Suffused with a gloom reminiscent of that of “The Fall of the House of Usher,” “Ligeia” remains one of Edgar Allan Poe’s best-known stories. It achieves Poe’s goal of the “single effect” through the narrator’s focus on Ligeia, his deceased wife. In a tightly knit plot that relies on sensational incidents, the narrator’s sharp focus on Ligeia leads to the stunning and ambiguous denouement. In the tale Poe also makes use of the unreliable narrator whom the reader must constantly distrust.
This powerful tale about Ligeia, a strong-willed woman who wills herself back to life in the body of Rowena, the narrator’s second wife, may be read, as critic Gordon Weaver observes, as a story of either madness or the occult (Current-García 67). Clearly the narrator is obsessed with Ligeia. Having remarried, he treats his second wife abominably as he recalls for the readers the history of his relationship with Ligeia. We notice Poe’s careful references to the narrator’s opium habit and the overly rich, sensuous gloom in the castle apartment in which he and Rowena live, but feel mesmerized by the narrator’s description of Ligeia. The suspense builds incrementally, and only when we see that Ligeia has entered Rowena’s body do we realize the many questions the narrative raises.
Poe leaves many of the details of the story mysterious and unresolved. The narrator cannot remember Ligeia’s surname, for example, nor can he recall the name of the city where they met; these lapses seem distinctly odd in the narrative of an undying love. He may indeed be mad, he may indeed be suffering the extreme effects of opium, and most readers can accept the ghost of Ligeia and her reappearance in another’s body. With those interpretations, the story remains a masterpiece of suspense, of horror, of obsessive men. Yet another interpretation is possible, however, from a feminist viewpoint: If one understands the narrator’s tone in much the way one understands the tone of the Duke in Robert Browning’s later poem, “My Last Duchess,” Ligeia’s character becomes the reason for the narrator’s anger as well as madness. Her erudition, her brilliance, her voluptuousness, as well as her forceful personality may well have plagued her husband until he had no choice but to kill her. Moreover, many critics have pointed to the poem-within-the-story as performing a function similar to that same device in “The Fall of the House of Usher.” Indeed, the “Conqueror Worm” of the husband’s poem in “Ligeia” has both phallic and murderous connotations. Having killed the strong wife so odious to him, the narrator may then have used Ligeia’s fortune to buy the castle and marry her foil. Viewed in this way, Ligeia, as does Madeline Usher, becomes the avenging woman who refuses to allow the narrator a peaceful moment, underscored with his hysterical, desperate calling of her name at the end of the story.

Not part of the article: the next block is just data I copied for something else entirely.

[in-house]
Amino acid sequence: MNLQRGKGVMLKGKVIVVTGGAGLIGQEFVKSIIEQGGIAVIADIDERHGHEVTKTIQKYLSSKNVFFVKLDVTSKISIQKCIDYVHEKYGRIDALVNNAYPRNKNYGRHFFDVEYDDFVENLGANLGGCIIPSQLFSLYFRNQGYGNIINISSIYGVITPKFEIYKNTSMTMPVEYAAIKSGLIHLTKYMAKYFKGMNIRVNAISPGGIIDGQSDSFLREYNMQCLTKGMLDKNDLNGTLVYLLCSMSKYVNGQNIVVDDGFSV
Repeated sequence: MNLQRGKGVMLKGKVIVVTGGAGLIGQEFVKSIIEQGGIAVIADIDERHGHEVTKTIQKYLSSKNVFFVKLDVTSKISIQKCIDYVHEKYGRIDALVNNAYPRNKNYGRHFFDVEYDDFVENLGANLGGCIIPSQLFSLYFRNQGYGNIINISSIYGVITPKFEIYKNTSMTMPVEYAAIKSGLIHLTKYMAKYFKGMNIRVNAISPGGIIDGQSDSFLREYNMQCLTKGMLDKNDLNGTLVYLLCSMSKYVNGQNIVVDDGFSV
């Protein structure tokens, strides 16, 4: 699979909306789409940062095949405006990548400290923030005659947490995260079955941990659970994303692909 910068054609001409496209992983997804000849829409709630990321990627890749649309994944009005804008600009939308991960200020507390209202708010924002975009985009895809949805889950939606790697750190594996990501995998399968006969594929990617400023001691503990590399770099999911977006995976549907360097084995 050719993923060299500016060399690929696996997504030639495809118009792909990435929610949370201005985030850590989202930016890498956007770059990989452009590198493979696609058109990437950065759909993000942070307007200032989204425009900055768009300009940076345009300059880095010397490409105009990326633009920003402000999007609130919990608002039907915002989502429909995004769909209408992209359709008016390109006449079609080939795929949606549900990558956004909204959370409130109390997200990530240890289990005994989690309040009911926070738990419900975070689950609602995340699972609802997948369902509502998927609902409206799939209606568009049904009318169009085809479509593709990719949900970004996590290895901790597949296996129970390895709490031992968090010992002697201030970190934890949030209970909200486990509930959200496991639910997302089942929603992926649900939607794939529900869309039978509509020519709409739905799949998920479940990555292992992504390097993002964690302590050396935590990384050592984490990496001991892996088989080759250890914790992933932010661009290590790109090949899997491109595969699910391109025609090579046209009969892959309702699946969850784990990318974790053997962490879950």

Whatever interpretation the reader chooses, Poe, once again, demonstrates his genius in continuing to puzzle, to terrify, above all to intrigue his readers even a century and a half removed from him. With Poe we always feel that he has more to tell us, could we but fathom the psychological depths of his artistry.
Current-García, Eugene. The American Short Story before 1850. Boston: Twayne, 1985.
May, Charles E. Edgar Allan Poe: Studies in the Short Fiction. Boston: Twayne, 1991.
Poe, Edgar Allan. “Ligeia.” In Heath Anthology of American Literature, 3rd ed. Edited by Paul Lauter. Boston: Houghton Miffl in, 1,450–1,461.